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Other Catholic Sacraments

There are a total of seven sacraments in the Catholic Church. We have already discussed the first four, the sacraments of initiation. Now we will explore four other sacraments. Please note that not all Catholics make all seven sacraments.

The Sacrament of Holy Orders is reserved for those who have a vocation, or calling, to serve Christ as a Priest, Deacon, Monk, or Nun. Deacons, Monks, and Nuns serve under the Priest and have limited authority in the church. While Priests run the church, so to speak, Deacons, Monks, and Nuns are important ministers of the faith. They perform charitable works and help the poor as well as a wide array of other duties.

The Sacrament of Matrimony is the celebration of Marriage. The church recognizes a faithful marriage through this sacrament. Candidates for marriage must have never been married in the church before, as the church recognizes marriage as a lifetime covenant between God and the unity of the spouses. The only exception to this is when an Annulment is granted, which is when the previous marriage can be proved to have been invalid for certain reasons. Annulments are rarely granted by the Catholic Church.

The Sacrament of Anointing of the Sick is the final sacrament. When death due to illness is eminent, a priest may visit them and pray with them. Holy Oil is administered to them and Holy Communion is distributed, when practical.

These are the Holy Sacraments of the Roman Catholic Church. This article is very brief and touches on the basic principles of the sacraments. If you have more questions related to sacraments or if you have interest in becoming Catholic, I suggest you seek a priest at a church near you.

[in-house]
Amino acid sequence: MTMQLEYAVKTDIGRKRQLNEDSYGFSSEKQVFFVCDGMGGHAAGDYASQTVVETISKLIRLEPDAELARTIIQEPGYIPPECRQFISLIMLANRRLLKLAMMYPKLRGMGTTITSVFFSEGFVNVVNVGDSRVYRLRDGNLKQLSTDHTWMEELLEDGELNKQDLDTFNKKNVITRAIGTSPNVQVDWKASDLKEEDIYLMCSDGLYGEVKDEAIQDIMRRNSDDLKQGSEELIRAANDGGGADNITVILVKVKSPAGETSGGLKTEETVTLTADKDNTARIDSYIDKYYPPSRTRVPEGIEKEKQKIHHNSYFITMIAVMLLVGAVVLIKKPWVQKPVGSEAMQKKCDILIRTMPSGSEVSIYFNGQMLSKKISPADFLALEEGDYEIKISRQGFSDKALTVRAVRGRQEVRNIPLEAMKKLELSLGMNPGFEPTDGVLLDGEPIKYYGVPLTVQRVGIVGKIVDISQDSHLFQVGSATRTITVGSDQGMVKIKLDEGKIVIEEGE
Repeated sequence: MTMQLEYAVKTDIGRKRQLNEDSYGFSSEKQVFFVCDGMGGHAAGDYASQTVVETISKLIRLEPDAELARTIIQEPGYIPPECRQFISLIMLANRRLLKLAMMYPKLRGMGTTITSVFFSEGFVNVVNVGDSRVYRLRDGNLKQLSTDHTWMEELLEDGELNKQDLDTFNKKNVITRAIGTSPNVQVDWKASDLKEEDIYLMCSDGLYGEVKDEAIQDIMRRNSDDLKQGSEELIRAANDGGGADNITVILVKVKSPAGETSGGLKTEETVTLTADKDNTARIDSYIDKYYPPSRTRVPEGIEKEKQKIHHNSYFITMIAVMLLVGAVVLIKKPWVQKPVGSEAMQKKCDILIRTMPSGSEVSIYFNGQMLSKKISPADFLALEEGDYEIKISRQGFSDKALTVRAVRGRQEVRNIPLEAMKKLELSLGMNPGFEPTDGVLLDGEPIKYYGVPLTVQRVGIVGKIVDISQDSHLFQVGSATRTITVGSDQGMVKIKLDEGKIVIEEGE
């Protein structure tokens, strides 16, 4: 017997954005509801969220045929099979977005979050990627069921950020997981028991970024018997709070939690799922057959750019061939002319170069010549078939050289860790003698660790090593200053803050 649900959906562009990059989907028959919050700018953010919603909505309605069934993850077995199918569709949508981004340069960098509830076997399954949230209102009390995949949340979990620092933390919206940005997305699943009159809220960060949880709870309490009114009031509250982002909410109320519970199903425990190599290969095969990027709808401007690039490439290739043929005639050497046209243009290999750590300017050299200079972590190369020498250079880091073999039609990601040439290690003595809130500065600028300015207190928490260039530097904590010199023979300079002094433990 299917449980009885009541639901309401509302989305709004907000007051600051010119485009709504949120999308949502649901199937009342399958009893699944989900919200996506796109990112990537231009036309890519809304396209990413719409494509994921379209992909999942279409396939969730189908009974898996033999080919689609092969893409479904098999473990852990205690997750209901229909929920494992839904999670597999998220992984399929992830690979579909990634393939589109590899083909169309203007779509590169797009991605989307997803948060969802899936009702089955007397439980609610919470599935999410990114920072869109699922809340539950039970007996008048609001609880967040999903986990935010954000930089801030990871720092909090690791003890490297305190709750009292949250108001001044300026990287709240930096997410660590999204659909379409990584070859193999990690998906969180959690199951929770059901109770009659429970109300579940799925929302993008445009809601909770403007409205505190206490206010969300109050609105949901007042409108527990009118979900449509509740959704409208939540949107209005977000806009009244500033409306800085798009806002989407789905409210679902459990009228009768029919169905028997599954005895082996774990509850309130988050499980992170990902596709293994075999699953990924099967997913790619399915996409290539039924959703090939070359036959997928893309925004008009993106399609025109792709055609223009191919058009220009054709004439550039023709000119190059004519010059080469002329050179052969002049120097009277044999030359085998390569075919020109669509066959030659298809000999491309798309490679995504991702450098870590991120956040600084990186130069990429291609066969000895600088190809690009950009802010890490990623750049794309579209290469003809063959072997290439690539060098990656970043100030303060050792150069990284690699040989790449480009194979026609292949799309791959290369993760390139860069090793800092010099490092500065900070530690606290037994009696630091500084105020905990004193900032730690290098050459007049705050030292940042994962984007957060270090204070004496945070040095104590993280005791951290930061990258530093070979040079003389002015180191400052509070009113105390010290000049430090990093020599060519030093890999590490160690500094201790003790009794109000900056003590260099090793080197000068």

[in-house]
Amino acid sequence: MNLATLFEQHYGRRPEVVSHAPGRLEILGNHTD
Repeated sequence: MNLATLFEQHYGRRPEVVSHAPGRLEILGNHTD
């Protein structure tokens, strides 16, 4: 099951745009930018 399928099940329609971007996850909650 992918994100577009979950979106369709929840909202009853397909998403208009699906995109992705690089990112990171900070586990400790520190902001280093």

This article is the second in a series on Catholicism. Please follow this link to view the first installment: What Do Catholics Believe?

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Comments 35 comments

BentleyMom 5 years ago

Great Hub!


David Warren profile image

David Warren 5 years ago from Nevada

Great Hub! Interesting and well written. Voted up and useful!


J.S.Matthew profile image

J.S.Matthew 5 years ago from Massachusetts, USA Author

I appreciate that, David Warren! Thanks for stopping by, voting, and commenting!

JSMatthew~


Apostle Jack profile image

Apostle Jack 5 years ago from Atlanta Ga

LOOK before you leap,for everything that glitters is not gold.


Ancillotti profile image

Ancillotti 5 years ago from Brasil, Vitoria - ES

Hello, friend! Hub very well written, objective and straightforward! I really enjoyed it.

I was born Catholic and I think I will be up to the rest of my life. You could write in a succinct and very well made about the Catholic sacraments.

I think that could be added (or made a Hub on) the particular characteristic of Catholic devotion to Mary as a mediator.

Anyway, Hub useful!


Granny's House profile image

Granny's House 5 years ago from Older and Hopefully Wiser Time